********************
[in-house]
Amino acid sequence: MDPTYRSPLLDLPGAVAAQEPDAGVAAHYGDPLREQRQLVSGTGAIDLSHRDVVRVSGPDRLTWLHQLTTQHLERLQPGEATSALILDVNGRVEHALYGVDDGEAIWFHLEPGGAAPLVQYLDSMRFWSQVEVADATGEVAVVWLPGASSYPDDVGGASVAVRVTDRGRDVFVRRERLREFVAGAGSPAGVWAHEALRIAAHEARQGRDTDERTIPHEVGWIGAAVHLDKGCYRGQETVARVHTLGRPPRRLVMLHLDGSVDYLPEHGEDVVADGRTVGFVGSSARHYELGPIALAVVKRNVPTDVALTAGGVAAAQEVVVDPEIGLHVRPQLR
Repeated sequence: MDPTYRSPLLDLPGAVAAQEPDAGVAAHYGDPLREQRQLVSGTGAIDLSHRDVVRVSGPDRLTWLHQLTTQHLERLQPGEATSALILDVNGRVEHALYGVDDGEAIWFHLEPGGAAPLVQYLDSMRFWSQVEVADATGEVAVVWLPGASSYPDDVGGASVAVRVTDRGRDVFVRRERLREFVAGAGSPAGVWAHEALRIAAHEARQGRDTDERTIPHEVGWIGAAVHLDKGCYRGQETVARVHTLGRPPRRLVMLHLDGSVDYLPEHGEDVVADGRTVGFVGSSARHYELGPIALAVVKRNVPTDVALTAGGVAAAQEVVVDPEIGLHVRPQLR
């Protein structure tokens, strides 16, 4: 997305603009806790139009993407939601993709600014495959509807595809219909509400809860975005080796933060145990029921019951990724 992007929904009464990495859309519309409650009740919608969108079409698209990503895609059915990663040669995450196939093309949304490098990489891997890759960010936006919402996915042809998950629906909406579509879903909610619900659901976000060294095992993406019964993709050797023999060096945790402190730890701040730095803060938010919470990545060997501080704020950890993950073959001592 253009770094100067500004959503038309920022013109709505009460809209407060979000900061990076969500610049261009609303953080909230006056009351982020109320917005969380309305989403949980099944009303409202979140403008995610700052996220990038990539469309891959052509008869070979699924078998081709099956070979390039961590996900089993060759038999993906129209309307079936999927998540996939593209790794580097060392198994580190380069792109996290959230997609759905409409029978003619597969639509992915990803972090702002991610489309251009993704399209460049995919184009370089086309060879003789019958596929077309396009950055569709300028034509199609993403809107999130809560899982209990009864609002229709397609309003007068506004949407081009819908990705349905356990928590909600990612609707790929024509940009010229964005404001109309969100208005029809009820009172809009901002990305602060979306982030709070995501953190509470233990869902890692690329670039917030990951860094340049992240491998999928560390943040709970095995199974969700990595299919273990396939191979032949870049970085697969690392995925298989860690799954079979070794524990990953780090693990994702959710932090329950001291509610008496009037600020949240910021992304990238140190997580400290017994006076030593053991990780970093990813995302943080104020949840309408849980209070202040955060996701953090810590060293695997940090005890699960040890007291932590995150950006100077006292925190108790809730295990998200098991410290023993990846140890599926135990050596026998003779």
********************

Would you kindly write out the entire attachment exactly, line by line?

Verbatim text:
[in-house]
Amino acid sequence: MDPTYRSPLLDLPGAVAAQEPDAGVAAHYGDPLREQRQLVSGTGAIDLSHRDVVRVSGPDRLTWLHQLTTQHLERLQPGEATSALILDVNGRVEHALYGVDDGEAIWFHLEPGGAAPLVQYLDSMRFWSQVEVADATGEVAVVWLPGASSYPDDVGGASVAVRVTDRGRDVFVRRERLREFVAGAGSPAGVWAHEALRIAAHEARQGRDTDERTIPHEVGWIGAAVHLDKGCYRGQETVARVHTLGRPPRRLVMLHLDGSVDYLPEHGEDVVADGRTVGFVGSSARHYELGPIALAVVKRNVPTDVALTAGGVAAAQEVVVDPEIGLHVRPQLR
Repeated sequence: MDPTYRSPLLDLPGAVAAQEPDAGVAAHYGDPLREQRQLVSGTGAIDLSHRDVVRVSGPDRLTWLHQLTTQHLERLQPGEATSALILDVNGRVEHALYGVDDGEAIWFHLEPGGAAPLVQYLDSMRFWSQVEVADATGEVAVVWLPGASSYPDDVGGASVAVRVTDRGRDVFVRRERLREFVAGAGSPAGVWAHEALRIAAHEARQGRDTDERTIPHEVGWIGAAVHLDKGCYRGQETVARVHTLGRPPRRLVMLHLDGSVDYLPEHGEDVVADGRTVGFVGSSARHYELGPIALAVVKRNVPTDVALTAGGVAAAQEVVVDPEIGLHVRPQLR
């Protein structure tokens, strides 16, 4: 997305603009806790139009993407939601993709600014495959509807595809219909509400809860975005080796933060145990029921019951990724 992007929904009464990495859309519309409650009740919608969108079409698209990503895609059915990663040669995450196939093309949304490098990489891997890759960010936006919402996915042809998950629906909406579509879903909610619900659901976000060294095992993406019964993709050797023999060096945790402190730890701040730095803060938010919470990545060997501080704020950890993950073959001592 253009770094100067500004959503038309920022013109709505009460809209407060979000900061990076969500610049261009609303953080909230006056009351982020109320917005969380309305989403949980099944009303409202979140403008995610700052996220990038990539469309891959052509008869070979699924078998081709099956070979390039961590996900089993060759038999993906129209309307079936999927998540996939593209790794580097060392198994580190380069792109996290959230997609759905409409029978003619597969639509992915990803972090702002991610489309251009993704399209460049995919184009370089086309060879003789019958596929077309396009950055569709300028034509199609993403809107999130809560899982209990009864609002229709397609309003007068506004949407081009819908990705349905356990928590909600990612609707790929024509940009010229964005404001109309969100208005029809009820009172809009901002990305602060979306982030709070995501953190509470233990869902890692690329670039917030990951860094340049992240491998999928560390943040709970095995199974969700990595299919273990396939191979032949870049970085697969690392995925298989860690799954079979070794524990990953780090693990994702959710932090329950001291509610008496009037600020949240910021992304990238140190997580400290017994006076030593053991990780970093990813995302943080104020949840309408849980209070202040955060996701953090810590060293695997940090005890699960040890007291932590995150950006100077006292925190108790809730295990998200098991410290023993990846140890599926135990050596026998003779």